If you want to conflate your custom message, just use PeekMessage for its code.

  10. Mick says:

    @alegr1: That only works for message loops that you have control over, ie. not for arbitrary threads or modal loops running on your thread(s).

  11. grumpy says:

    If the user is continuously moving the mouse, how many WM_MOUSE­MOVE messages will I get?

    Three pounds of flax. Or five tons. Depends.

  12. Neil says:

    If you don't have too many different messages that you need to conflate, you could use timers.

  13. Stewart says:

    Or you could use WM_PAINT. As an example of this see here http://blogs.msdn.com/…/10249000.aspx which is also from way back in 2003.

  14. Wimon Buchan says:

    "(It's not actually a flag, but you can think of it that way.)" – now I'm slightly curious as to what it is, but I expect it's just an auto-reset event or equivalent. Otherwise, potentially non-obvious but fairly well known behavior.

    To those asking for Windows supporting this style of event, it's not that hard to do yourself, and very hard for windows to do in the way you'd want. Remember that magic has to happen either to combine the messages, which supporting in the general case would be rather difficult. To do it yourself, simply:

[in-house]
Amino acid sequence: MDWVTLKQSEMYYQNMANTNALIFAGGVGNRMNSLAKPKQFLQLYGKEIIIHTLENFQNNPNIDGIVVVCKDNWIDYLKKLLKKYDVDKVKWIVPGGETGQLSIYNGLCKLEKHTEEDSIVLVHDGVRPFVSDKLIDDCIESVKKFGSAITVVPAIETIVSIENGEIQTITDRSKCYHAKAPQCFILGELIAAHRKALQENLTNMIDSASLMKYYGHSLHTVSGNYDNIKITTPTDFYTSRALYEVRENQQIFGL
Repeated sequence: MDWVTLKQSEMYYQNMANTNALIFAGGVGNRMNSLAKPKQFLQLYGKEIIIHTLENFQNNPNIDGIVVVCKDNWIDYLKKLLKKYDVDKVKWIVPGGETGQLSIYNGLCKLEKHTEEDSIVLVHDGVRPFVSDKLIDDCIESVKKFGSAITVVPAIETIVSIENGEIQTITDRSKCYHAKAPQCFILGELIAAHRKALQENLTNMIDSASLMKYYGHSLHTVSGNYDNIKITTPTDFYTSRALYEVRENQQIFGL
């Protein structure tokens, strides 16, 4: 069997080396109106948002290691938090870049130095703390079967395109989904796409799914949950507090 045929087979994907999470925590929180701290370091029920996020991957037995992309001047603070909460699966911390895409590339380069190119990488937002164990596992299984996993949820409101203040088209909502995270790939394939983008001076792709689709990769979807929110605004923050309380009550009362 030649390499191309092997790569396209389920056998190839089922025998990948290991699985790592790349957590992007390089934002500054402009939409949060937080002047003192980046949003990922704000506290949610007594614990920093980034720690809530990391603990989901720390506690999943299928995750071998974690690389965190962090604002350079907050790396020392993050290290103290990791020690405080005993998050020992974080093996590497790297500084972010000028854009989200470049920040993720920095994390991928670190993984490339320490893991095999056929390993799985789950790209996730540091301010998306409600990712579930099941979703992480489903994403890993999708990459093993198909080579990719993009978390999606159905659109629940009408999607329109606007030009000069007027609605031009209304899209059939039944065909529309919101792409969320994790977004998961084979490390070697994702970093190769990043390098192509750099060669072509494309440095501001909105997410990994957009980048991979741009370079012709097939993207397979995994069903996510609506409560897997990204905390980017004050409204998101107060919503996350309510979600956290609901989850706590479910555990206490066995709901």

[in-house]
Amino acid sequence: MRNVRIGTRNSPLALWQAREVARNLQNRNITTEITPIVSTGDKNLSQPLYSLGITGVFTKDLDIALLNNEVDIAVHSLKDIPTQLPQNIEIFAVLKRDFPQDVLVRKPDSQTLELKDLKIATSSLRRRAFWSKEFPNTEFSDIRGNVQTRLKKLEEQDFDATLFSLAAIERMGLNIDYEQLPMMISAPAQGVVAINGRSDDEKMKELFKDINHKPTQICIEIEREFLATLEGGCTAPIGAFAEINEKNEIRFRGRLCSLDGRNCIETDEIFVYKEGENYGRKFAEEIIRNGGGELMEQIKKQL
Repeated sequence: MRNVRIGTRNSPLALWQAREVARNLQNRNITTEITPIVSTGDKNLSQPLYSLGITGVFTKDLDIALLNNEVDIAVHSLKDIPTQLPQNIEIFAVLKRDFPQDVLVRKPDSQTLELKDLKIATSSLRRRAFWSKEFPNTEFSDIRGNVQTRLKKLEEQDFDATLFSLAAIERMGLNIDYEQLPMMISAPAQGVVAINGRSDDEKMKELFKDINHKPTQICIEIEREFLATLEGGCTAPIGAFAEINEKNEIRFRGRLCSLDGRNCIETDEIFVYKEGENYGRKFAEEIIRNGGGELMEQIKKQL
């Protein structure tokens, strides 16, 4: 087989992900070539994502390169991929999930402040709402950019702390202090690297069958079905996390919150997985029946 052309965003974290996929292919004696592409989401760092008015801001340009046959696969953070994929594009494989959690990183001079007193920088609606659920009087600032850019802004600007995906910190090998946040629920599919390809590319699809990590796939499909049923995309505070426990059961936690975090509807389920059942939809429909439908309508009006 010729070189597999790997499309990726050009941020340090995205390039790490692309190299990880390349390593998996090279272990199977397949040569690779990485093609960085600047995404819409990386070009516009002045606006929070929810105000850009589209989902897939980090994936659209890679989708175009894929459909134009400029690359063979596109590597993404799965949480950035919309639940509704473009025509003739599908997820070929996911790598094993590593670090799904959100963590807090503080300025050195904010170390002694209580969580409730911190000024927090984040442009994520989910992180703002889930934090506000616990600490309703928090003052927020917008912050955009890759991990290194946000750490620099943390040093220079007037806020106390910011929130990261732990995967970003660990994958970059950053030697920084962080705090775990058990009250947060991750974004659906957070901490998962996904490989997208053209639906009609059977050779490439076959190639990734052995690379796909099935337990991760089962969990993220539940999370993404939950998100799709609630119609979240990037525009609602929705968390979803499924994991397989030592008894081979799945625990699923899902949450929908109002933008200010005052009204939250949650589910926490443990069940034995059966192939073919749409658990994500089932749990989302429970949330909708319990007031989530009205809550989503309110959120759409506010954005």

* Define (with the same lifetime scope as the window you're dispatching to) a flag and the data needed (eg, last mouse position for WM_MOUSEMOVE, invalid region for WM_PAINT) and some synchronization (probably just a CritSec) to protect them.

    * After the update if the flag is not set, set it and post the message.

    * On receiving the message process the data (just copy it if it would take long of course) then clear the flag and the data.

    This is far simpler than any wacky callback + handle system you'd need to provide to do anything even slightly complex inside GetMessage() itself (anything more complex than WM_MOUSEMOVE runs out of [WL]PARAM bits), and I can't see any benefit for it to be done there rather than in the target window's WndProc. (I can't see how any implementation of 'lazy' messages could work with a WndProc you don't control to some extent – otherwise you don't know when to clean up the data)

  15. dave says:

    Related question: how many roads must a man walk down?

  16. Dave Bacher says:

    @blah:

    Luke only needed 24 updates a second to confront Vader and the Emperor.

    Kirk only needed 24 updates a second to scream Kaaaaahhhhnnnnnn.

    Using a WM_TIMER at 41ms to update your UI, I think we can agree that whatever your UI is doing, it's not as important as James Tiberius Kirk or Lord Vader.  24 updates a second will be fine for you, too.